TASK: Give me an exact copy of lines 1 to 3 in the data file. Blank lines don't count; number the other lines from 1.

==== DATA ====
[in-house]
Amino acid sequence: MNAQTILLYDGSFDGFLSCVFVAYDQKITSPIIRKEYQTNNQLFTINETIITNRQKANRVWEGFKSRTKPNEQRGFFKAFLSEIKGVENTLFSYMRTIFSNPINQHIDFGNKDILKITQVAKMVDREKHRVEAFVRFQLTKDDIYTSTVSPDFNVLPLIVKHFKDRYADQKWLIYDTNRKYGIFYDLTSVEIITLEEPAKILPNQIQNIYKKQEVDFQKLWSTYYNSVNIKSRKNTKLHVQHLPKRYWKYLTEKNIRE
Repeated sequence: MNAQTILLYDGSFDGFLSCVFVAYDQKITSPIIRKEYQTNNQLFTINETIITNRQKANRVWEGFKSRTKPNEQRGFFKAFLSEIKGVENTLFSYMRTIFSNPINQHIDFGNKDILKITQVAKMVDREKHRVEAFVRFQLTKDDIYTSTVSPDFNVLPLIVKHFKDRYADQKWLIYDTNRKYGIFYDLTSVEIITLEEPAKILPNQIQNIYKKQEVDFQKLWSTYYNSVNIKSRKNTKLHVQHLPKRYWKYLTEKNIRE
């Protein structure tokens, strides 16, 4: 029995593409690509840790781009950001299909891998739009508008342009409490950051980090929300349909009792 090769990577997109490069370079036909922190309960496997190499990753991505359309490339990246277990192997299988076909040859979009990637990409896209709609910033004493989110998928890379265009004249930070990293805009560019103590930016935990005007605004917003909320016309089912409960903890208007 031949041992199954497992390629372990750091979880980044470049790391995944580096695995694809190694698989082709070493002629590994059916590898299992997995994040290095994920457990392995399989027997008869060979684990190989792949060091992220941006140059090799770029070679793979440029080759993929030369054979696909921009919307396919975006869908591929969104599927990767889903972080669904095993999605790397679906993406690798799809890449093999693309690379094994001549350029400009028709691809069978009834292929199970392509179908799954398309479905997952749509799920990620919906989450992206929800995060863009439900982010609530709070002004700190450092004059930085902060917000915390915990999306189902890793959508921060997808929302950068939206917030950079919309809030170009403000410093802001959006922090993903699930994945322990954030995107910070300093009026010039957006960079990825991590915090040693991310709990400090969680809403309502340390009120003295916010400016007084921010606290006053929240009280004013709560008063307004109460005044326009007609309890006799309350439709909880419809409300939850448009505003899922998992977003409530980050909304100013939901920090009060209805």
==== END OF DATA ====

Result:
[in-house]
Amino acid sequence: MNAQTILLYDGSFDGFLSCVFVAYDQKITSPIIRKEYQTNNQLFTINETIITNRQKANRVWEGFKSRTKPNEQRGFFKAFLSEIKGVENTLFSYMRTIFSNPINQHIDFGNKDILKITQVAKMVDREKHRVEAFVRFQLTKDDIYTSTVSPDFNVLPLIVKHFKDRYADQKWLIYDTNRKYGIFYDLTSVEIITLEEPAKILPNQIQNIYKKQEVDFQKLWSTYYNSVNIKSRKNTKLHVQHLPKRYWKYLTEKNIRE
Repeated sequence: MNAQTILLYDGSFDGFLSCVFVAYDQKITSPIIRKEYQTNNQLFTINETIITNRQKANRVWEGFKSRTKPNEQRGFFKAFLSEIKGVENTLFSYMRTIFSNPINQHIDFGNKDILKITQVAKMVDREKHRVEAFVRFQLTKDDIYTSTVSPDFNVLPLIVKHFKDRYADQKWLIYDTNRKYGIFYDLTSVEIITLEEPAKILPNQIQNIYKKQEVDFQKLWSTYYNSVNIKSRKNTKLHVQHLPKRYWKYLTEKNIRE